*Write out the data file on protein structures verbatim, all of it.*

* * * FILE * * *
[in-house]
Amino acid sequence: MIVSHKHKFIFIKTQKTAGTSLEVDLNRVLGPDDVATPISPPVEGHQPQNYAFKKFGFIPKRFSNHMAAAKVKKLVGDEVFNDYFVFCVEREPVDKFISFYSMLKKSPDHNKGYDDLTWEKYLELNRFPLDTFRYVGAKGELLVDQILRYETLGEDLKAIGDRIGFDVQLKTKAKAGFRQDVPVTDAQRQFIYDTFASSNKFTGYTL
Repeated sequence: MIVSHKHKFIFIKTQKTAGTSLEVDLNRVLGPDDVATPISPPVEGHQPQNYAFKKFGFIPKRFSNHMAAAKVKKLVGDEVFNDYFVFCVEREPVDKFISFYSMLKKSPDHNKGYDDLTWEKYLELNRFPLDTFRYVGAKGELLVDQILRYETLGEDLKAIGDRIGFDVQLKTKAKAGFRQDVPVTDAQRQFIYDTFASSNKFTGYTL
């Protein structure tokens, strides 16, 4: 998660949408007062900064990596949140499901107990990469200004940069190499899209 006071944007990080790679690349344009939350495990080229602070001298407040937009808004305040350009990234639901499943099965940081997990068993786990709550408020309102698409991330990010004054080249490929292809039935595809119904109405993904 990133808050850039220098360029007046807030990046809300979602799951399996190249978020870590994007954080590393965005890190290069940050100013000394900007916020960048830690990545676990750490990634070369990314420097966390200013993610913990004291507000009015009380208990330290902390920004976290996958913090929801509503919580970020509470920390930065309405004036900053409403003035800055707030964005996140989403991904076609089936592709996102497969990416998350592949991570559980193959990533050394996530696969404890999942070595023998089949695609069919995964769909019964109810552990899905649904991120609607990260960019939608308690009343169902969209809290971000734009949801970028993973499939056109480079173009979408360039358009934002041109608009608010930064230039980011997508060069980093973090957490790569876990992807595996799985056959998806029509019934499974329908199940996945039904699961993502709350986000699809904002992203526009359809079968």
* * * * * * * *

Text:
[in-house]
Amino acid sequence: MIVSHKHKFIFIKTQKTAGTSLEVDLNRVLGPDDVATPISPPVEGHQPQNYAFKKFGFIPKRFSNHMAAAKVKKLVGDEVFNDYFVFCVEREPVDKFISFYSMLKKSPDHNKGYDDLTWEKYLELNRFPLDTFRYVGAKGELLVDQILRYETLGEDLKAIGDRIGFDVQLKTKAKAGFRQDVPVTDAQRQFIYDTFASSNKFTGYTL
Repeated sequence: MIVSHKHKFIFIKTQKTAGTSLEVDLNRVLGPDDVATPISPPVEGHQPQNYAFKKFGFIPKRFSNHMAAAKVKKLVGDEVFNDYFVFCVEREPVDKFISFYSMLKKSPDHNKGYDDLTWEKYLELNRFPLDTFRYVGAKGELLVDQILRYETLGEDLKAIGDRIGFDVQLKTKAKAGFRQDVPVTDAQRQFIYDTFASSNKFTGYTL
């Protein structure tokens, strides 16, 4: 998660949408007062900064990596949140499901107990990469200004940069190499899209 006071944007990080790679690349344009939350495990080229602070001298407040937009808004305040350009990234639901499943099965940081997990068993786990709550408020309102698409991330990010004054080249490929292809039935595809119904109405993904 990133808050850039220098360029007046807030990046809300979602799951399996190249978020870590994007954080590393965005890190290069940050100013000394900007916020960048830690990545676990750490990634070369990314420097966390200013993610913990004291507000009015009380208990330290902390920004976290996958913090929801509503919580970020509470920390930065309405004036900053409403003035800055707030964005996140989403991904076609089936592709996102497969990416998350592949991570559980193959990533050394996530696969404890999942070595023998089949695609069919995964769909019964109810552990899905649904991120609607990260960019939608308690009343169902969209809290971000734009949801970028993973499939056109480079173009979408360039358009934002041109608009608010930064230039980011997508060069980093973090957490790569876990992807595996799985056959998806029509019934499974329908199940996945039904699961993502709350986000699809904002992203526009359809079968």